We gave up and went in about 2030 or so as it was getting pretty cold…watched TV and then curled up under our down comforter while it got down to 39 degrees Friday night. Saturday morning we got up, packed and hitched and hit the road after saying our ‘see ya laters’ to all of our friends…we’ll see Howard and Linda again at the Reunion Rally in Marion NC in May but won’t likely see Lynn and Ed until the fall as it looks like our paths will sorta cross in September or so.

We got back home around 1300 and got backed in and the power hooked up. After lunch we finished all the setup and dumped/flushed our waste tanks then had leftover chicken for dinner followed by a Valentines Day Dessert thing up at the clubhouse. It was pretty cool last night as well so again we came home early as we were pretty tired by the week.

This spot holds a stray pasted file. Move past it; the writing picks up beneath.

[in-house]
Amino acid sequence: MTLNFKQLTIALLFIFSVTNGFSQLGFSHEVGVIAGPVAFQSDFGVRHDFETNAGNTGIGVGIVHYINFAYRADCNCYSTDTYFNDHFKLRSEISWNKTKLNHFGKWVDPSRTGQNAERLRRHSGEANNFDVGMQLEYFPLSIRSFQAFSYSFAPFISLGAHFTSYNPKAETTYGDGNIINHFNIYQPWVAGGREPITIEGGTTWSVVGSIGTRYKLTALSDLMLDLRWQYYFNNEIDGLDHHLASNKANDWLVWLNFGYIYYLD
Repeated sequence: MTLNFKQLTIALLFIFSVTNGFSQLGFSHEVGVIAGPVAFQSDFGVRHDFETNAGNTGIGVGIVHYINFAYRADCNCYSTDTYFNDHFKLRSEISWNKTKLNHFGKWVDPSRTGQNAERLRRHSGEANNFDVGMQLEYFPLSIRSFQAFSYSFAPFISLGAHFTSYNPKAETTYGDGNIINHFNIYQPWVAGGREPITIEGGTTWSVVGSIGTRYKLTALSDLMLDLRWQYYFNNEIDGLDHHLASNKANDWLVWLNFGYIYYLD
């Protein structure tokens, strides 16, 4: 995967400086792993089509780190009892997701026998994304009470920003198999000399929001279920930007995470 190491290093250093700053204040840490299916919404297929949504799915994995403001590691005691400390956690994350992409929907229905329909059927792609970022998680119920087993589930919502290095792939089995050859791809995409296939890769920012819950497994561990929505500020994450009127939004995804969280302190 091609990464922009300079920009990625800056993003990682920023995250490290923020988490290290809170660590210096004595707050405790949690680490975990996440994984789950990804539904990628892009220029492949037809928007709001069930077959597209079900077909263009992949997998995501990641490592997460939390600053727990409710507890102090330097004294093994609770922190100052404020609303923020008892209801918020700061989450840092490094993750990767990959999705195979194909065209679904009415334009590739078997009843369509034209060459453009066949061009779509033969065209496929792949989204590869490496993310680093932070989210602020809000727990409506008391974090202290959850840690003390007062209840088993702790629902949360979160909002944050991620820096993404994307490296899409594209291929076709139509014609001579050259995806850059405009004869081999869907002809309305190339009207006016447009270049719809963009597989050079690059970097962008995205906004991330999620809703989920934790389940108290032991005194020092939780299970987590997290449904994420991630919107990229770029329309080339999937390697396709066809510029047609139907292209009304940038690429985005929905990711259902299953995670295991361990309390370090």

Connie has some doctors appointments this week but other than that we have nothing really planned except a trip to Sarasota for a concert on Friday evening.

Cyas.

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About Gunther

The full time RV travels and experiences of Gunther the Bear and Kara the Dog…along with their human staff neil and Connie.